Health and wellness

What is your Patient History?

By. Megan Curet

What is your Patient History? 
A Review.

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This piece of performance art recounts what we avoid discussing around dance…your health and wellbeing.

On September 8th and 9th at Mr. Rogers, artist Natalie Deryn Johnson brought us a two-hour long solo performance of raw, tender and organic movement, voice and sound. Retelling her lifelong journey of unwarranted health conditions through various mediums. Original music by Reed Kackley met Johnson’s poetic vibrancy in an unorthodox setting, a gallery/art space in Crown Heights, Brooklyn.

Two full evenings meant two things, guest were venturing out to the far parts of Brooklyn to see art but most importantly, guest were ready to discuss what we so seldom. These two evenings of performance meeting art existed to recount what we already know about mental and physical health in dance but almost never discuss.

Through an opening monologue the audience gathered a brief sense for what was yet to come, Johnson repeatedly informs her audience that they are at liberty to leave at any given point and time. Following this tumultuous intro, the audience is left with a sense that this might be yet another episode of white privilege on display. Another solo act about what a hard life it is to be an artist. Facing the audience for one hour, it isn’t until almost intermission that the pace begins to pick up. Plugging in quirky one-liners and complete utter raw behavior and information.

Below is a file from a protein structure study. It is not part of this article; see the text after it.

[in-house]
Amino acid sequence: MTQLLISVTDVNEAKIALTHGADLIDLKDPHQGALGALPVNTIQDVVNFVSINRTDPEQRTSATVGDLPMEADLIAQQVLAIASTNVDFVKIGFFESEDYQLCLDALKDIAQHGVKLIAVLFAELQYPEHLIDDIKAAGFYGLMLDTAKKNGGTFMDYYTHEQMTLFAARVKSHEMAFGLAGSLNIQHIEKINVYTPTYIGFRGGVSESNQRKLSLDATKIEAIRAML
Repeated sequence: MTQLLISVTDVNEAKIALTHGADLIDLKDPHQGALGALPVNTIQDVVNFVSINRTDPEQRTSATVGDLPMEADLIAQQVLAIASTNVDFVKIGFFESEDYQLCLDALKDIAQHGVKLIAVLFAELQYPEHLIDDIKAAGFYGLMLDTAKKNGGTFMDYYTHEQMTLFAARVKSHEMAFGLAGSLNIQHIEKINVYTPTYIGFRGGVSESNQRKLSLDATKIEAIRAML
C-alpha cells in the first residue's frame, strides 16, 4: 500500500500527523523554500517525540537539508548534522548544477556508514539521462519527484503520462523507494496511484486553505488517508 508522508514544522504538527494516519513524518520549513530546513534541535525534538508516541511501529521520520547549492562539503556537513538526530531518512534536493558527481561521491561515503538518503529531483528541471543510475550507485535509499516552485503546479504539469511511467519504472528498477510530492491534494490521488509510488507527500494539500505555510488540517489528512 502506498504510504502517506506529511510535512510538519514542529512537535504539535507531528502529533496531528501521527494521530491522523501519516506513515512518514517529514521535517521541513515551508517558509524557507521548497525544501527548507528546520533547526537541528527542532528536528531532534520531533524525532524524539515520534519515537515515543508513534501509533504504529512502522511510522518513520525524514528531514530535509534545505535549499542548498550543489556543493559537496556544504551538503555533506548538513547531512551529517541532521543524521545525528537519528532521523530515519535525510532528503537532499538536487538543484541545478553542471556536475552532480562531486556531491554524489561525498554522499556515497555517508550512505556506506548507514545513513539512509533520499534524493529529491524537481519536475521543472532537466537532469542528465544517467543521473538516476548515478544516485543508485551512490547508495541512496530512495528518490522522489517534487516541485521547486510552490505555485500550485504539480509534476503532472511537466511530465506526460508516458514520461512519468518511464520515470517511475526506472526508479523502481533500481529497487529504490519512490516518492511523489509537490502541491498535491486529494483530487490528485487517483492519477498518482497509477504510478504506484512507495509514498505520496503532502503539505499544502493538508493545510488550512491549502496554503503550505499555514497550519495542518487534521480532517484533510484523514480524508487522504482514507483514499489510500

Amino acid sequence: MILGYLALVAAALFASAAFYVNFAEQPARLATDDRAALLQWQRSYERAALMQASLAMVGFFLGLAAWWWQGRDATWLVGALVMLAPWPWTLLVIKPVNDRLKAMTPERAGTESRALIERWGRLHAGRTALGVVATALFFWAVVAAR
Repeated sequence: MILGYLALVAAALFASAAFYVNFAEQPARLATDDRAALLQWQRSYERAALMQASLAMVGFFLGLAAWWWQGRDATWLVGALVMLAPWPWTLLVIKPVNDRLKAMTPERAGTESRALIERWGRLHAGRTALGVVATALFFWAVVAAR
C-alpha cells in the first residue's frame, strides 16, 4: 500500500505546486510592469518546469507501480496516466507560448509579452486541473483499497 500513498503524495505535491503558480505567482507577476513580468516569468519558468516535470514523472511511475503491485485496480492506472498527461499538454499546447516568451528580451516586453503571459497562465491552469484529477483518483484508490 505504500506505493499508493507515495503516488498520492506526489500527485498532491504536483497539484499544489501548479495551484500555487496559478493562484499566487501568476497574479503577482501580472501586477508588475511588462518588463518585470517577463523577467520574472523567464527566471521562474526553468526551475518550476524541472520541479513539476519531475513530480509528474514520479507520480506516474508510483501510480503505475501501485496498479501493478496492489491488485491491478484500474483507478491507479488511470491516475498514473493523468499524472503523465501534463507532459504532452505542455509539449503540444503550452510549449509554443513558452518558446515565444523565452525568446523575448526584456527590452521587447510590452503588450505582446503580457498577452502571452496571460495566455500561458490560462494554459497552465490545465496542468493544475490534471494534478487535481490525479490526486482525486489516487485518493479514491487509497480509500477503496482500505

Johnson eventually sways her audience to join her on this journey into the depths of what is clearly a very intimate performance. Through her sharp and agile movement vocabulary, the audience is moved by a tender and vulnerable artist. Leaving very little to the imagination and even less with a place to hide. Eventually the audience understands what it is they came here for. From a display of what might be misconstrued for white privilege, you are then introduced to a human and her struggle, her struggle to dance, her struggle to live and her struggle to survive.

Recounting failed love affairs; physical and mental health then offered dancers in the audience a sense of worth. In contrast a vivid flaw was then introduced to audience members who might only witness the fine lines of perfection when a dancer comes on stage. Critical moments of joy occurred timely, as Johnson ran back and forth on stage to her makeshift dressing room. Going in and out of clothing, the event felt as though you were at home together on a Friday night trying on your favorite outfits before deciding you might just stay home, finish that bottle of wine and cry over how hard life is.

A show both personal and relatable, brings us to an eye level with social concerns. Might dance artist know real internal struggle too? Combining all the mediums that performance offers, one might have spent the last hour fighting back the tears.  You wonder, do we ever really know a person's story? Johnson reminds us, be vulnerable, be open, and allow yourself the time and space not only to make art…but to heal.